as such — as the nation’s mission-vision statement concretized — the rizal monument deserves to dominate that landscape and skyline.  no one and nothing deserves to be seen in the same frame, least of all a 46-floor tower of distraction that stands more for the joys of capitalism than anything else.

come on, guys, take it down.

it’s the right thing to do, and it will be cathartic for the people, release some of the frustration, if not anger, over accumulated grievances as another administration that promised CHANGE bites the dust.

nothing ever changes around here, really.  except for the faces.  palakasan pa rin.  same old, same old.  read Tense Torre TRO hearing about why, allegedly, chief justice sereno and associate justice carpio voted against the TRO.  read the Erap-Lim word war erupting over Torre  and how the NHCP backed off, flip-flopped on the issue.   shame on them all.

rizal would be livid.

Rizal, the Noli-Fili, and the Torre de Manila

Amelia H.C. Ylagan

Dr. José Protasio Rizal stands haloed by the sun, looking out to the sea in perpetual vigilance for the beloved country, Philippines. Inang Bayan sits trustingly in his shadow, a mother rearing her child — symbolic of family, and social interdependence and cohesiveness. On Rizal’s other side are two boys seeming to be studying their lessons — could it be that they are Basilio and Crispin, sons of the crazed Sisa, the other face of Mother Country as she suffers in Rizal’s incendiary novels, Noli Me Tangere and El Filibusterismo?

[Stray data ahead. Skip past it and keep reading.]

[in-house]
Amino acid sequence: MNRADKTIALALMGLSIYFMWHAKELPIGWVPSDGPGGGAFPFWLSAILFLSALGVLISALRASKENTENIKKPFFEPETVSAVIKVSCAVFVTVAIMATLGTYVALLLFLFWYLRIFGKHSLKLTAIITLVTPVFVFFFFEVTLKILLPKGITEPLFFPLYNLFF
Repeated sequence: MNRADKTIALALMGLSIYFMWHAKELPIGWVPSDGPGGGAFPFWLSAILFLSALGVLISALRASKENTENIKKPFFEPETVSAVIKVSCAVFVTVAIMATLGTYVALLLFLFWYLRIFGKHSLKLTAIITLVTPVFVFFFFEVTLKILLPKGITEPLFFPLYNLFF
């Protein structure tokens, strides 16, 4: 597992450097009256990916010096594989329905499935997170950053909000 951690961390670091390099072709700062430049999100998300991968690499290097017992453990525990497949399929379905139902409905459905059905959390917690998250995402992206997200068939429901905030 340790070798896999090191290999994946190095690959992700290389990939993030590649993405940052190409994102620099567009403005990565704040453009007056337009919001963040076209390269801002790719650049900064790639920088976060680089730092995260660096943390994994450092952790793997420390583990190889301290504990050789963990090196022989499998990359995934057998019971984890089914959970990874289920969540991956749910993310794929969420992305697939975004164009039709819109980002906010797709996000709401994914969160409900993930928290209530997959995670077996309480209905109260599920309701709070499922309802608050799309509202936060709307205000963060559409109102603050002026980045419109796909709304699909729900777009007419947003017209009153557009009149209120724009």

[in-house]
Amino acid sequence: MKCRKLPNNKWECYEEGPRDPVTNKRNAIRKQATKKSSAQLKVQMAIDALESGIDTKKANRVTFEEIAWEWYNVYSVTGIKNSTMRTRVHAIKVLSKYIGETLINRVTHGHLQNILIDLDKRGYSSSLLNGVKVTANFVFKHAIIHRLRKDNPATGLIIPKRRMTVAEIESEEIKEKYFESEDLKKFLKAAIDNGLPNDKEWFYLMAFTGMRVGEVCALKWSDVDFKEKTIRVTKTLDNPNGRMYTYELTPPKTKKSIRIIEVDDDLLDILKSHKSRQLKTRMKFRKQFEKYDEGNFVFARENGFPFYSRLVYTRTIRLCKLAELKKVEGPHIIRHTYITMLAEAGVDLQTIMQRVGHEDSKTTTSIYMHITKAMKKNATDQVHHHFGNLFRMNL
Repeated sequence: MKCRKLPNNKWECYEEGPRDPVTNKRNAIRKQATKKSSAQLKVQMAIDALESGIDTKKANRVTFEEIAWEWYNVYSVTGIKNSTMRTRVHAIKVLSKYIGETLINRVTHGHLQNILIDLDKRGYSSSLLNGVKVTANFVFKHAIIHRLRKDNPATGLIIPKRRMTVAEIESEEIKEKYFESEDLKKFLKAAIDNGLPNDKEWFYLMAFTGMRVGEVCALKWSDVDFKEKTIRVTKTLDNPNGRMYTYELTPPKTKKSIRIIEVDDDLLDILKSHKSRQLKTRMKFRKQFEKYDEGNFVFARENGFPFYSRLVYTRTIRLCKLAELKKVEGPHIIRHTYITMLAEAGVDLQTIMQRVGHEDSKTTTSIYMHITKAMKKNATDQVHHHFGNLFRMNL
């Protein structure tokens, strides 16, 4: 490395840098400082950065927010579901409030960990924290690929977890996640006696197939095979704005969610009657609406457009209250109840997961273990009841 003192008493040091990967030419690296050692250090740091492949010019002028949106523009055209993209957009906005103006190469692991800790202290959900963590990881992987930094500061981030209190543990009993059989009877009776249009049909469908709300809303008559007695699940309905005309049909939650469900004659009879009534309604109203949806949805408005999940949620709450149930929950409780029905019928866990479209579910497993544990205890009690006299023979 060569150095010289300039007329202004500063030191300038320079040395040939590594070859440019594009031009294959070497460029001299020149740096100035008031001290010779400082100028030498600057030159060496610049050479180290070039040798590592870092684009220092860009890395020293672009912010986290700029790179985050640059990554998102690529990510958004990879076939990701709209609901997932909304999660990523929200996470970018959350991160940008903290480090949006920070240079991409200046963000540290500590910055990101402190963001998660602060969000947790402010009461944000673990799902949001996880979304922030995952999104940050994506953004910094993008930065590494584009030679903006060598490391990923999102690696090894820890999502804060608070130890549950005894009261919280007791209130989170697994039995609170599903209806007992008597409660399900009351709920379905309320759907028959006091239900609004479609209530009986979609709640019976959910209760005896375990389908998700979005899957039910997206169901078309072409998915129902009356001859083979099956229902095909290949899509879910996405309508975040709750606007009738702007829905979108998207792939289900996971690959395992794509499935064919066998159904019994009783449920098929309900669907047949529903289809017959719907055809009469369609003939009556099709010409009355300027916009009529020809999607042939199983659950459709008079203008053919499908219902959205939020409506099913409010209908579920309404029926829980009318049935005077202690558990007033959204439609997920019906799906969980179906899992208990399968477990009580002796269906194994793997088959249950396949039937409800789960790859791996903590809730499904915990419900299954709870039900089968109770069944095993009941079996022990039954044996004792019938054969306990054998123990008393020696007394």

Rizal, in the frock coat of the Filipino intelligentsia in the dawn of the 19th century, holds a book, Noli (Part I) and the Fili (Part II), where he exposes the corruption and coercion of the Spanish colonizers. Rizal exhorts Filipinos to waken to a quiet revolution through education, where they can rise to equal heights in accomplishment and the higher rungs of recognition in society. Thus would the natives come to rule themselves and rule the country in equal justice and equal opportunities for all.

And so Basilio and Crispin, young sacristans in Rizal’s Noli, are symbols of hope in the youth and the growth of the intelligentsia in the country. The death of the younger, Crispin, from the violent punishment of the parish priest juxtaposes the desperation of the Filipinos at their situation versus the escape of Basilio and his chances at transcending the obstacles to a better life. In the Fili, Rizal shows Basilio 13 years later as a student of medicine at the Ateneo. It is Basilio’s enlightened advice that convinces his activist classmate Isagani not to massacre by arson the roomful of Spaniards and elite Filipinos in an extreme show of protest against the oppressive regime.